Q&A with Lauren Sibley
Program coordinator at Bull City Fit in Durham, North Carolina
Q: What do you do at Bull City Fit and how did you get to where you are today?
A: I’m the program coordinator for Bull City Fit (BCF), which means I do all the behind-the-scenes work and am on site whenever we’re open. I’m also in charge of creating and maintaining community partnerships (such as what we’re doing with Y.O.G.A. for Youth N.C. right now), as well as planning and executing all the programming. My goal is ultimately to make sure everything runs as smoothly as possible. I started working here in May right after I graduated from Duke University. I knew I wanted to be involved with community health in some way, and when I happened upon the position and started doing research on it, I found it was a perfect fit. I love it–it’s such a strong program already and to be a part of making it even better and more impactful is really meaningful.
Can you talk about what Bull City Fit (BCF) is and what purpose it serves?
Absolutely! BCF is a free fitness and nutrition program for children ages 5 to 18 who are currently patients of Duke’s Healthy Lifestyles Clinic, which is a multidisciplinary obesity treatment program for kids at Duke Hospital. Our focus is involving and integrating the whole family in making healthy lifestyle changes for the sake of the children. As you know, it’s so much harder to tackle these challenges alone, especially as a child when there’s so many things out of your control (i.e., what groceries are in the house, what dinner looks like). Having family on the same page is really helpful. That means we provide programming not only for the patient, but also for their parents, siblings, grandparents–whoever lives in the house is encouraged to come. Obesity is such a complex health condition, and we know the condition isn’t all that separate from social factors. What’s really cool about this program is there’s a whole team of different specialists to help these families address various factors. We’ve got therapists, medical specialists, nutritionists–we take a really thorough approach.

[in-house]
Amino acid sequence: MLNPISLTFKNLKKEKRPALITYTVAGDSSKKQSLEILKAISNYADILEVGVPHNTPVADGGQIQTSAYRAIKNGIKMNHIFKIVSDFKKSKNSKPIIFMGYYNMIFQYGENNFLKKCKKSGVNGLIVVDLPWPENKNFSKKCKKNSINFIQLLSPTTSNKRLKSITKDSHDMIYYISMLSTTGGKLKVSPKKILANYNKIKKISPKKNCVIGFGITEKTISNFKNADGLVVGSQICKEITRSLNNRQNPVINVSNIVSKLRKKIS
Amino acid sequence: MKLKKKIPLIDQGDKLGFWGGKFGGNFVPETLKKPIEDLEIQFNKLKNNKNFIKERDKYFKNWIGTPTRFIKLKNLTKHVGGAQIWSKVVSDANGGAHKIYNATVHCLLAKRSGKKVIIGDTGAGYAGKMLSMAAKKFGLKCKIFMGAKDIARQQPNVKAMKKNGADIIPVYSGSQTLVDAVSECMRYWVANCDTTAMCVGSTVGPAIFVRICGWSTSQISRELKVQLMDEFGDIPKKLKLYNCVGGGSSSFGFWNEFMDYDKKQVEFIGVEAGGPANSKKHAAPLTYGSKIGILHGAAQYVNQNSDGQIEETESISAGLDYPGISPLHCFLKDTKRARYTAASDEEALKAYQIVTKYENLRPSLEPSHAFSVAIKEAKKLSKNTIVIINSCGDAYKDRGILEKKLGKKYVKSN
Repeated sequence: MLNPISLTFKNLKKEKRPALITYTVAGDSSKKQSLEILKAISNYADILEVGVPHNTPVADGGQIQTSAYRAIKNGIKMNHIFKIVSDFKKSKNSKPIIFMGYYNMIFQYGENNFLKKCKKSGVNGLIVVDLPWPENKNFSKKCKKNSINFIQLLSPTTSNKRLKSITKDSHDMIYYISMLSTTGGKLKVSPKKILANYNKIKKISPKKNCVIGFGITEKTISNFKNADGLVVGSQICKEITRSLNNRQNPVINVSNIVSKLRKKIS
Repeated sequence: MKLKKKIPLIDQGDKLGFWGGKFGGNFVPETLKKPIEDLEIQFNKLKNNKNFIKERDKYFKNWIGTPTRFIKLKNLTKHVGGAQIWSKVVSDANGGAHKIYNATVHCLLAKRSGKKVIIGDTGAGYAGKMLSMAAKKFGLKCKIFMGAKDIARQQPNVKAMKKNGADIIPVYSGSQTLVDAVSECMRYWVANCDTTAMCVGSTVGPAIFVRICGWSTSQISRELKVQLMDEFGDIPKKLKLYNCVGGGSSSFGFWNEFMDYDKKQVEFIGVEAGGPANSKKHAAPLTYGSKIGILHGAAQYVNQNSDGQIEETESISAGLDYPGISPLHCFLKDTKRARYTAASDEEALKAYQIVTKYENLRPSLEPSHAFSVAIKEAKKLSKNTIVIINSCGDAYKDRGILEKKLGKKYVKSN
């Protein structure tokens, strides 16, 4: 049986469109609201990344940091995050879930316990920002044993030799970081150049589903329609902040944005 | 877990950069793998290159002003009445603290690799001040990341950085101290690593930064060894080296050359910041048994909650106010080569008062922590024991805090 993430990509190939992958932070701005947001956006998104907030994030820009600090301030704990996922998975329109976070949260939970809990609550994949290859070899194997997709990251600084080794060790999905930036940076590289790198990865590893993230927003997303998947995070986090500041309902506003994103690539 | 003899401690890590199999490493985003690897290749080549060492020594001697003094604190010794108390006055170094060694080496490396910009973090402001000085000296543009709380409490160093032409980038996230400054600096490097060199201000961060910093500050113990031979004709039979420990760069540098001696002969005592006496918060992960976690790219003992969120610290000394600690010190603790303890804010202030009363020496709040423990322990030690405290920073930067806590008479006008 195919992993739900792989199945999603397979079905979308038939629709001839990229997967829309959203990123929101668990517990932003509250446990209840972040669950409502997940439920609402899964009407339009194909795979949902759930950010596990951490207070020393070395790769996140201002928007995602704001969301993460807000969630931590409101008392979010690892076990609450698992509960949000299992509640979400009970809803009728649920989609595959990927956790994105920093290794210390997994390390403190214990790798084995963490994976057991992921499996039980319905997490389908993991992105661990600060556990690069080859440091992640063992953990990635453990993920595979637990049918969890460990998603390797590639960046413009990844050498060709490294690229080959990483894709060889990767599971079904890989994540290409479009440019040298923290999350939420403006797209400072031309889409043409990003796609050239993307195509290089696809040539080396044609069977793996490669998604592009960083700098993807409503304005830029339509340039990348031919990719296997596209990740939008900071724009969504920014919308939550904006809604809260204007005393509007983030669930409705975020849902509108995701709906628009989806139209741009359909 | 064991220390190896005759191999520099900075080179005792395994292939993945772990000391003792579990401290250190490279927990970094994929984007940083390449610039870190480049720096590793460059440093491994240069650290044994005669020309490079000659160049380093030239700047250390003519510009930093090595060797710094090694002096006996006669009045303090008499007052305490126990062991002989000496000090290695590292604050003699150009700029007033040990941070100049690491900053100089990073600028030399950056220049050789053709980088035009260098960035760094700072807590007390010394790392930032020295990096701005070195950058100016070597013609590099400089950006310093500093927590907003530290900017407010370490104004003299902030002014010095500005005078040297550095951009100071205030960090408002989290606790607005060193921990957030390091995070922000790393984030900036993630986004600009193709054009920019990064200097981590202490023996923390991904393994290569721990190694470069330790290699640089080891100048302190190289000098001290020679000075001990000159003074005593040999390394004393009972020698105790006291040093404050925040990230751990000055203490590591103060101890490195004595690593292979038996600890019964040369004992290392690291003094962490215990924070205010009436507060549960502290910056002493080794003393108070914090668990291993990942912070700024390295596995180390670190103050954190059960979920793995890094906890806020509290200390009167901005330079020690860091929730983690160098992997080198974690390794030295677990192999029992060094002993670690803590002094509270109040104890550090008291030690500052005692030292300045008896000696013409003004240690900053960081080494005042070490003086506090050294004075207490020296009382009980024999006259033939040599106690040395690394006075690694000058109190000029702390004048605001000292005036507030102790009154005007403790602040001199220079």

How did you first find out about Y.O.G.A. for Youth N.C.?
Luckily, the partnership between BCF and Y.O.G.A. for Youth N.C. was already in place when I came on the scene in May of 2017. By then, we’d been partners for nearly an entire year, and the benefits of the program were already so obvious that it was a no-brainer to continue it into this year.
What do you see as the benefits or potential benefits of the Y.O.G.A. for Youth N.C. partnership for BCF clients and their families?